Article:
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[pri-pon-der-uh nt]
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  1. superior in weight, force, influence, numbers, etc.; prevailing: a preponderant misconception.

Origin of preponderant

1650–60; < Latin praeponderant- (stem of praeponderāns), present participle of praeponderāre to outweigh. See pre-, ponder, -ant
Related formspre·pon·der·ant·ly, adverb


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overpowering, overruling, major, dominant.
Dictionary.com Unabridged Based on the Random House Unabridged Dictionary, © Random House, Inc. 2018

Examples from the Web for preponderantly

Historical Examples

  • Becoming established, it became noxious,—preponderantly noxious.

    Not Paul, But Jesus

    Jeremy Bentham

  • The character of the sexual manifestation showed itself to be preponderantly masturbatic.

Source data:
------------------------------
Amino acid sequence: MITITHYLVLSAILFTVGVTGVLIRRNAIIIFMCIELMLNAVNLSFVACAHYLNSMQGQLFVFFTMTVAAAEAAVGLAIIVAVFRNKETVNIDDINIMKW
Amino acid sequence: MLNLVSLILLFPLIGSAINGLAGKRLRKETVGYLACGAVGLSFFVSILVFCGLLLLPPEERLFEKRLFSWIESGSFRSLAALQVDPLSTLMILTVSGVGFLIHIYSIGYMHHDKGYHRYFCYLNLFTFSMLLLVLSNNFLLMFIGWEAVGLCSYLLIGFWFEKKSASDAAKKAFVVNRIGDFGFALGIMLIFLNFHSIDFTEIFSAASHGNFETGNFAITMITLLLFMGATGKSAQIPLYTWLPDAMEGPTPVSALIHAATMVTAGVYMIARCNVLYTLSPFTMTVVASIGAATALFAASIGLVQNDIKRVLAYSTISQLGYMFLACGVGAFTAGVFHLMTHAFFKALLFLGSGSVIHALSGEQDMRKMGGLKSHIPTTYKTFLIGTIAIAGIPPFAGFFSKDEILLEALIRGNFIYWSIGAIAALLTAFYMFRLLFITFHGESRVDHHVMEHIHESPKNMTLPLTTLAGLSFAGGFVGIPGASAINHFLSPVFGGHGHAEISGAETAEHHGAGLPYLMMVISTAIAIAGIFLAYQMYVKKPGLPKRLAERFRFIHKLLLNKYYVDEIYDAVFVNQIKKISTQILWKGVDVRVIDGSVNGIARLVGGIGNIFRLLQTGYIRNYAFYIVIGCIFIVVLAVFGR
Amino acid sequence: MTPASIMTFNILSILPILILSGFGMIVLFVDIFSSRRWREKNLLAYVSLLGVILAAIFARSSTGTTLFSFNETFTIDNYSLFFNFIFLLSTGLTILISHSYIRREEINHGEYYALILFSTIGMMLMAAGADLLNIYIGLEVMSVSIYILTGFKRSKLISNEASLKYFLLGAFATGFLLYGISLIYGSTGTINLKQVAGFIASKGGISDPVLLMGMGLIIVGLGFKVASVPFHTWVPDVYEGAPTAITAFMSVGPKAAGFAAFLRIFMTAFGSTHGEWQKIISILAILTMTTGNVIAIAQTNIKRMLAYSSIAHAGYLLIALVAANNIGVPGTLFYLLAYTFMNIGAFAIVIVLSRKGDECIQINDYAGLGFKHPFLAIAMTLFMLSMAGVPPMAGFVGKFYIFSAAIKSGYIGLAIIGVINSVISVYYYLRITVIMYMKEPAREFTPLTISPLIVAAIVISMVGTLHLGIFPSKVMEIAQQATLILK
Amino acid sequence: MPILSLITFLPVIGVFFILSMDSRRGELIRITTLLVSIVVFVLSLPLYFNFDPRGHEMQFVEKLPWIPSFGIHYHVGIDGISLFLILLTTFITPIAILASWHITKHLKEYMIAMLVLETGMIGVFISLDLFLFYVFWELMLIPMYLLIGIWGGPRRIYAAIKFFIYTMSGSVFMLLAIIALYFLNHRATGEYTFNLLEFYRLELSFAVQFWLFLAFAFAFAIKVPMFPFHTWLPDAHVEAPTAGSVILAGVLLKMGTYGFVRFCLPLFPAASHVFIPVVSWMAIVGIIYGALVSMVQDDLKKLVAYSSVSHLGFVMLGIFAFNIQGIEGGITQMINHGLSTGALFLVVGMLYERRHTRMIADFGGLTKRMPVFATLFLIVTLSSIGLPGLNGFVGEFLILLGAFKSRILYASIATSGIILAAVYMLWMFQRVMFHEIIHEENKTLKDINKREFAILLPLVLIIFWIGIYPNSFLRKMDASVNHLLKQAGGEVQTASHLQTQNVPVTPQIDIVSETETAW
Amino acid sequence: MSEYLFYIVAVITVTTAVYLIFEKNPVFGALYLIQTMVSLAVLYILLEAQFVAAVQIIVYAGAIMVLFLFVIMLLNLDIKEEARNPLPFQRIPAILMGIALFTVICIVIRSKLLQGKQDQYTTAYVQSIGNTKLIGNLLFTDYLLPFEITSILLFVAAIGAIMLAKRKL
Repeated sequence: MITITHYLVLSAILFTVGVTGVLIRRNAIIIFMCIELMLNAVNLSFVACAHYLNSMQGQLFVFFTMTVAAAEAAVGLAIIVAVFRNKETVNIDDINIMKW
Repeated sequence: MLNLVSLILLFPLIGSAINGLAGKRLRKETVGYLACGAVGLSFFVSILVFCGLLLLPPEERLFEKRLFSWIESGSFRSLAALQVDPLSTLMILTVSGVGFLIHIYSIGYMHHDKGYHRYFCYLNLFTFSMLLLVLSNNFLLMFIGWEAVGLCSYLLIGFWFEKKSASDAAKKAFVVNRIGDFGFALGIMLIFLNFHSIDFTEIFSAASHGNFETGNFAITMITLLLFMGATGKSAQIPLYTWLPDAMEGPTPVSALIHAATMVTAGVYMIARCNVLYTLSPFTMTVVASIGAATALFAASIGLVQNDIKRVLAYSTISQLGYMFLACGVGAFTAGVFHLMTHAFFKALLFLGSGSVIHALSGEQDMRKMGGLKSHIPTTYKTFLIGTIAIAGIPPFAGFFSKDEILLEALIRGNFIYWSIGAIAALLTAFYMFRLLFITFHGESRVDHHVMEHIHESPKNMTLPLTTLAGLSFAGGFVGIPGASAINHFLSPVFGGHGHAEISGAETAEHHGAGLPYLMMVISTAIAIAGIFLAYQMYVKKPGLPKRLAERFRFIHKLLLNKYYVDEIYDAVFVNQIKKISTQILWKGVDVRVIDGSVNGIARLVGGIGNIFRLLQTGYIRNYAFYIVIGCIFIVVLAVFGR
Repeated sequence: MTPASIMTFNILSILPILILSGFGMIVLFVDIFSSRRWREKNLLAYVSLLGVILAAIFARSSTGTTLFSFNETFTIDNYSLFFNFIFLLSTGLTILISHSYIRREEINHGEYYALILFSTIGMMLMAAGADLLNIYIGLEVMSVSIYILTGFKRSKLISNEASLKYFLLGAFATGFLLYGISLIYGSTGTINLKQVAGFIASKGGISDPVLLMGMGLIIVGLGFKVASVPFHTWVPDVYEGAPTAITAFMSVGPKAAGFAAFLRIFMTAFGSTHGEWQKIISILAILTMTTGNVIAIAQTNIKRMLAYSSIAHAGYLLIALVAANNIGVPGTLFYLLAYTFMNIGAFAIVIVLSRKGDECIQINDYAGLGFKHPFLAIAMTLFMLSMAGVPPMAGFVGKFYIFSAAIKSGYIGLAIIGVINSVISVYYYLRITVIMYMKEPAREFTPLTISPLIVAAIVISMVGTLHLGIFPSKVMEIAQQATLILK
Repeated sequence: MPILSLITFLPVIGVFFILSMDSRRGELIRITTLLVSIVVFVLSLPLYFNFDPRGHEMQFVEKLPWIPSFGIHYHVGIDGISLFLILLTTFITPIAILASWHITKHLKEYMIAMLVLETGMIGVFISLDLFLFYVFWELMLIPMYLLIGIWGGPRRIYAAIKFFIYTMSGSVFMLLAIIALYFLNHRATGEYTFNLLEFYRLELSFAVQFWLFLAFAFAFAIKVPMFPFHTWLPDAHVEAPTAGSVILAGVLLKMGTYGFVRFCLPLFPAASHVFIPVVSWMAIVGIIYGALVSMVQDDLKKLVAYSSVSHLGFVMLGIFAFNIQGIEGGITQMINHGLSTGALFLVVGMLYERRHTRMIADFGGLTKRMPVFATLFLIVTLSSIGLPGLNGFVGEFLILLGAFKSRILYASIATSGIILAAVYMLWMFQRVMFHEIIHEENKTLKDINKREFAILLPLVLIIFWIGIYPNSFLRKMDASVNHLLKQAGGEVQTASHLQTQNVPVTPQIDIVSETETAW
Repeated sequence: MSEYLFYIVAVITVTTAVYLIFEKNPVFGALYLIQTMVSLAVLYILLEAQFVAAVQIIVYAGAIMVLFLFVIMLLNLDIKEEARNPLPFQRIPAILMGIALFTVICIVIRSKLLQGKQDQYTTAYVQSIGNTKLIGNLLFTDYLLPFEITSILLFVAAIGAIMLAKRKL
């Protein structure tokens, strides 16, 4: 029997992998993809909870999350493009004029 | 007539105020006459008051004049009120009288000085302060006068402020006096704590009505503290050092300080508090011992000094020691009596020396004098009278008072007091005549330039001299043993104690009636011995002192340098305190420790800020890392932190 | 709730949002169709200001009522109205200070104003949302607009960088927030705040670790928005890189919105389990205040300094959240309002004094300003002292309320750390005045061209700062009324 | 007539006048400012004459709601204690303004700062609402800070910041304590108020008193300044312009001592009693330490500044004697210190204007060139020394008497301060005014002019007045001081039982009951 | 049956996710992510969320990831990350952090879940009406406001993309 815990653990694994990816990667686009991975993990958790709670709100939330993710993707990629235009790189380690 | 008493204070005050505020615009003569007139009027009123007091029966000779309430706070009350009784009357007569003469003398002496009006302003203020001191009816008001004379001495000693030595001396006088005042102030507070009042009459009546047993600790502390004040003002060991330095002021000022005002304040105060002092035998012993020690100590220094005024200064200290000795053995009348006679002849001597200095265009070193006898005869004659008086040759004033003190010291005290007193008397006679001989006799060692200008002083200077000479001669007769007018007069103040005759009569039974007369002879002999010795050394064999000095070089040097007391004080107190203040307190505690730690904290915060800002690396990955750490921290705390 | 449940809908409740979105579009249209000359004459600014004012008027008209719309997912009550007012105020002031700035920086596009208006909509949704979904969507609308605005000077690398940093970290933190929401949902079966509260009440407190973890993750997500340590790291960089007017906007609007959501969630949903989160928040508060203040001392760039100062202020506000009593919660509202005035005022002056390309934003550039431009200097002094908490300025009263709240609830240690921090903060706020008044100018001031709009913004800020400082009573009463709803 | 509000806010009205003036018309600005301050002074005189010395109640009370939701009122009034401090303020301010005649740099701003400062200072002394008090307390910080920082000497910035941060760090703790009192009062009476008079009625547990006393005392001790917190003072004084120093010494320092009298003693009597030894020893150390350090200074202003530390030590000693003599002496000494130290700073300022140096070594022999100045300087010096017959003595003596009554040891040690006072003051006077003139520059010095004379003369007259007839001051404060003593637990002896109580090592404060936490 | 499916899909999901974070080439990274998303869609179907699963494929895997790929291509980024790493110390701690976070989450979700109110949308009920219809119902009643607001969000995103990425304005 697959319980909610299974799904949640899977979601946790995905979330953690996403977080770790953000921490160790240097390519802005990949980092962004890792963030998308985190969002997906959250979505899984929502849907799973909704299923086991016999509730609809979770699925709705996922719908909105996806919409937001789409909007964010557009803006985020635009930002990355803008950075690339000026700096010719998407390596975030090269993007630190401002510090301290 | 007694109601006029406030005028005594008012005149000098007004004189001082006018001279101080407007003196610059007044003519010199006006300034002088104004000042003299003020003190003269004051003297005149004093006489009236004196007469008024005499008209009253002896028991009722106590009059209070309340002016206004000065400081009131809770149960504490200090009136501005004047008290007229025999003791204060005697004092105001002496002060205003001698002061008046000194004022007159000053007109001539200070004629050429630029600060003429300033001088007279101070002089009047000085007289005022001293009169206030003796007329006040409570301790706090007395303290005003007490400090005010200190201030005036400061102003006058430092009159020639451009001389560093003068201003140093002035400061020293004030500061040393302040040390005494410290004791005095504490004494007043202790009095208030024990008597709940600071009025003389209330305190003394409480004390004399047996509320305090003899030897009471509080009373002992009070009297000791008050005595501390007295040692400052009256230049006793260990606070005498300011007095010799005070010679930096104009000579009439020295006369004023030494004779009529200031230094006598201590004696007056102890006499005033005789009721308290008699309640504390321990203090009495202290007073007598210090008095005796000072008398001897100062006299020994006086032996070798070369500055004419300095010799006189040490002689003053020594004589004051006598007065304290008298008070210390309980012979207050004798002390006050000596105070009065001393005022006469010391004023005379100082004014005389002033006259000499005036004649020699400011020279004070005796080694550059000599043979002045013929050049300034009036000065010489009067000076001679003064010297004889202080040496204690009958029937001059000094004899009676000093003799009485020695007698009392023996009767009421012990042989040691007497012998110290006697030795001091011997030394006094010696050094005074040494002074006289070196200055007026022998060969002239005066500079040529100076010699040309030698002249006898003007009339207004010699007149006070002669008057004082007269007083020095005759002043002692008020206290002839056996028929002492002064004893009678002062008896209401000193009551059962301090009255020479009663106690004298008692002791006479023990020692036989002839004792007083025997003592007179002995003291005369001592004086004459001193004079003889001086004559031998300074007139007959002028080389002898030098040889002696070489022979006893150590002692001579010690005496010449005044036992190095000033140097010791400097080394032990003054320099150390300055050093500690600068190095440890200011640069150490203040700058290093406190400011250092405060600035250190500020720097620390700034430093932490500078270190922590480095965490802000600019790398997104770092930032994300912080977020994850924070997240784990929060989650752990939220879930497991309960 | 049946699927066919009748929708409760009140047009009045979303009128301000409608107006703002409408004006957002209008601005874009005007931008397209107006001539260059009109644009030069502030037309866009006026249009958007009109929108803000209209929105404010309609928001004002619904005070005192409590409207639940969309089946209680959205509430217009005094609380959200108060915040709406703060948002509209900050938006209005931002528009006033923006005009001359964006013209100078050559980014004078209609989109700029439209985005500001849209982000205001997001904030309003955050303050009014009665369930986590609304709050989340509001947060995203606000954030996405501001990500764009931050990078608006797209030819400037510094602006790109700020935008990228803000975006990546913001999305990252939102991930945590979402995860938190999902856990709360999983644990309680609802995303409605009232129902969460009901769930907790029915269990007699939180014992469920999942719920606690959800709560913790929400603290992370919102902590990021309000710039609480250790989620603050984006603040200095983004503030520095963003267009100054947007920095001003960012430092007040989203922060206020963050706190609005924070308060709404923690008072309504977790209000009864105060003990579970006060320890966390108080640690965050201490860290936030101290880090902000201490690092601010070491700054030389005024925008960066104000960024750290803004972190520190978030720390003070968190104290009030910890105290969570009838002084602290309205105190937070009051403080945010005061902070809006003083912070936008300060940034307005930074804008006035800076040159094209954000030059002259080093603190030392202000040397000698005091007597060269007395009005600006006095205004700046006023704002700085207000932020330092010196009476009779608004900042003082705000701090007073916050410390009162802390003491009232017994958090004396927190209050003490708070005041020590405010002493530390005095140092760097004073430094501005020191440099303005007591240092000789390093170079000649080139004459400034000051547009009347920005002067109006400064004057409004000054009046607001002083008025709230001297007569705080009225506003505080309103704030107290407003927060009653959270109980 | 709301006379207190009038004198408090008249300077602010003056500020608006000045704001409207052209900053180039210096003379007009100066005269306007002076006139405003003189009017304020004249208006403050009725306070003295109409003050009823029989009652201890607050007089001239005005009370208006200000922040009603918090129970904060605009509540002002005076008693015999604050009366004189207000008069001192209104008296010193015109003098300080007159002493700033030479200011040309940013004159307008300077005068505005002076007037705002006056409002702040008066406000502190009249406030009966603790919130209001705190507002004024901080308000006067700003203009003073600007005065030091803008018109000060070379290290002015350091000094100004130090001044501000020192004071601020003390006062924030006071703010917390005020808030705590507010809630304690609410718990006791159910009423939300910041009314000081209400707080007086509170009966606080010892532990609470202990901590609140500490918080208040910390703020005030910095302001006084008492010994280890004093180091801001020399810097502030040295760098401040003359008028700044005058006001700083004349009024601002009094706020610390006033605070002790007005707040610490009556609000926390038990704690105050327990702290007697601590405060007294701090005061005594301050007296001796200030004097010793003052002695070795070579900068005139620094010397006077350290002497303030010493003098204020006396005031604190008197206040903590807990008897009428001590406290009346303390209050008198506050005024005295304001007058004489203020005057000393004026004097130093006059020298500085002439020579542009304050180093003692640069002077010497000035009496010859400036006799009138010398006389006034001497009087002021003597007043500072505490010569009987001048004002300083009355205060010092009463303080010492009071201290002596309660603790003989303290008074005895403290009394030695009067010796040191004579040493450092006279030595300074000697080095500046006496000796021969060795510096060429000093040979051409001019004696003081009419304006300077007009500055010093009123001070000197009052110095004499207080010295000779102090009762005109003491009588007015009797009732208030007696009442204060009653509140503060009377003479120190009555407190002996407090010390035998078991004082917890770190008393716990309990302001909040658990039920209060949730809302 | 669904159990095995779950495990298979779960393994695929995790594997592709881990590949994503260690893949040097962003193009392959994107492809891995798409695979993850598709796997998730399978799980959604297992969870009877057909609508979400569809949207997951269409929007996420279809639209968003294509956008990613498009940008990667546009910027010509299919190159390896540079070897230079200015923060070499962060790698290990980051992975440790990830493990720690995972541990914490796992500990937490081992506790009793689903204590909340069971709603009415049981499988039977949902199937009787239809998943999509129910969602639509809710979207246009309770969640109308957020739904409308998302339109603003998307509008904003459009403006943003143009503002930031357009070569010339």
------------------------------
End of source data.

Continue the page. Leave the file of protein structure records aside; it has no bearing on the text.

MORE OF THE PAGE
• Hitherto the sexual impulse has been preponderantly autoerotic; it now finds the sexual object.

  • That city was preponderantly disloyal, and had to be garrisoned with Union troops.

    The Ifs of History</p>

    Joseph Edgar Chamberlin

  • The coast was preponderantly English, but the later tides of continental immigration flowed across to the free lands.

    The Frontier in American History</p>

    Frederick Jackson Turner

British Dictionary definitions for preponderantly


  1. greater in weight, force, influence, etc
Derived Formspreponderantly, adverb
Collins English Dictionary - Complete & Unabridged 2012 Digital Edition © William Collins Sons & Co. Ltd. 1979, 1986 © HarperCollins Publishers 1998, 2000, 2003, 2005, 2006, 2007, 2009, 2012

Word Origin and History for preponderantly



mid-15c., from Latin praeponderantem (nominative praeponderans), present participle of praeponderare (see preponderate).

Online Etymology Dictionary, © 2010 Douglas Harper

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